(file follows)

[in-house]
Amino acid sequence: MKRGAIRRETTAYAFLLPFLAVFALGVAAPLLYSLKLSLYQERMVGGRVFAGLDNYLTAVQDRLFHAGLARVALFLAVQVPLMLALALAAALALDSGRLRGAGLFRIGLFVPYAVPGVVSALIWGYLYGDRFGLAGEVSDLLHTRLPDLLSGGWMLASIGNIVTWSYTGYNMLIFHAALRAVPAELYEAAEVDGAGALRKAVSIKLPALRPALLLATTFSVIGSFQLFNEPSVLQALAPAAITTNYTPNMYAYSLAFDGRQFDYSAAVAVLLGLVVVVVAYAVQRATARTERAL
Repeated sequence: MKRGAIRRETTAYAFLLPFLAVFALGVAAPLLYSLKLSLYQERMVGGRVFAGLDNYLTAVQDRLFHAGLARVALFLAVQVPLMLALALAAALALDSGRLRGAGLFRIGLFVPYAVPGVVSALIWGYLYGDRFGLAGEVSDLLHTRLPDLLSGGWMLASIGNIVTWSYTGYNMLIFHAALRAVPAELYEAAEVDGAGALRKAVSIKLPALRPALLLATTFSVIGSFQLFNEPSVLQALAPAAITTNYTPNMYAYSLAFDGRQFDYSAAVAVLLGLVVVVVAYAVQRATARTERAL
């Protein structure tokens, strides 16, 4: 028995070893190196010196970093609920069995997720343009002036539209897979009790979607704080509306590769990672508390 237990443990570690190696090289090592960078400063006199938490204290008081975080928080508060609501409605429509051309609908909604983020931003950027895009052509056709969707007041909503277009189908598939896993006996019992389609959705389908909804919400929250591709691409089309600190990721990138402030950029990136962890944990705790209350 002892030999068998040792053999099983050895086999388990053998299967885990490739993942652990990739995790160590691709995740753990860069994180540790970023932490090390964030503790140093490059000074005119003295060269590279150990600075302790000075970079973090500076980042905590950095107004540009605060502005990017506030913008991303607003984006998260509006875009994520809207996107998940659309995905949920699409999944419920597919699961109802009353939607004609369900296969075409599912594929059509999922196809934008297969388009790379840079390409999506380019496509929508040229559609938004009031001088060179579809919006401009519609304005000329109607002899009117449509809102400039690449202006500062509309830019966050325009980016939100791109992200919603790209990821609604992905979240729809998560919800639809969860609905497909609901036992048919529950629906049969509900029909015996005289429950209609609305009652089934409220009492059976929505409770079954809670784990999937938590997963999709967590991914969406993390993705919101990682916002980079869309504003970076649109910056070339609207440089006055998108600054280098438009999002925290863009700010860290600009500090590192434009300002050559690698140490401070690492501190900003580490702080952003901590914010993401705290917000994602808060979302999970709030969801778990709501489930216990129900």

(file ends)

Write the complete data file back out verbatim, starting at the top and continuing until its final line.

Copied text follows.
[in-house]
Amino acid sequence: MKRGAIRRETTAYAFLLPFLAVFALGVAAPLLYSLKLSLYQERMVGGRVFAGLDNYLTAVQDRLFHAGLARVALFLAVQVPLMLALALAAALALDSGRLRGAGLFRIGLFVPYAVPGVVSALIWGYLYGDRFGLAGEVSDLLHTRLPDLLSGGWMLASIGNIVTWSYTGYNMLIFHAALRAVPAELYEAAEVDGAGALRKAVSIKLPALRPALLLATTFSVIGSFQLFNEPSVLQALAPAAITTNYTPNMYAYSLAFDGRQFDYSAAVAVLLGLVVVVVAYAVQRATARTERAL
Repeated sequence: MKRGAIRRETTAYAFLLPFLAVFALGVAAPLLYSLKLSLYQERMVGGRVFAGLDNYLTAVQDRLFHAGLARVALFLAVQVPLMLALALAAALALDSGRLRGAGLFRIGLFVPYAVPGVVSALIWGYLYGDRFGLAGEVSDLLHTRLPDLLSGGWMLASIGNIVTWSYTGYNMLIFHAALRAVPAELYEAAEVDGAGALRKAVSIKLPALRPALLLATTFSVIGSFQLFNEPSVLQALAPAAITTNYTPNMYAYSLAFDGRQFDYSAAVAVLLGLVVVVVAYAVQRATARTERAL
């Protein structure tokens, strides 16, 4: 028995070893190196010196970093609920069995997720343009002036539209897979009790979607704080509306590769990672508390 237990443990570690190696090289090592960078400063006199938490204290008081975080928080508060609501409605429509051309609908909604983020931003950027895009052509056709969707007041909503277009189908598939896993006996019992389609959705389908909804919400929250591709691409089309600190990721990138402030950029990136962890944990705790209350 002892030999068998040792053999099983050895086999388990053998299967885990490739993942652990990739995790160590691709995740753990860069994180540790970023932490090390964030503790140093490059000074005119003295060269590279150990600075302790000075970079973090500076980042905590950095107004540009605060502005990017506030913008991303607003984006998260509006875009994520809207996107998940659309995905949920699409999944419920597919699961109802009353939607004609369900296969075409599912594929059509999922196809934008297969388009790379840079390409999506380019496509929508040229559609938004009031001088060179579809919006401009519609304005000329109607002899009117449509809102400039690449202006500062509309830019966050325009980016939100791109992200919603790209990821609604992905979240729809998560919800639809969860609905497909609901036992048919529950629906049969509900029909015996005289429950209609609305009652089934409220009492059976929505409770079954809670784990999937938590997963999709967590991914969406993390993705919101990682916002980079869309504003970076649109910056070339609207440089006055998108600054280098438009999002925290863009700010860290600009500090590192434009300002050559690698140490401070690492501190900003580490702080952003901590914010993401705290917000994602808060979302999970709030969801778990709501489930216990129900």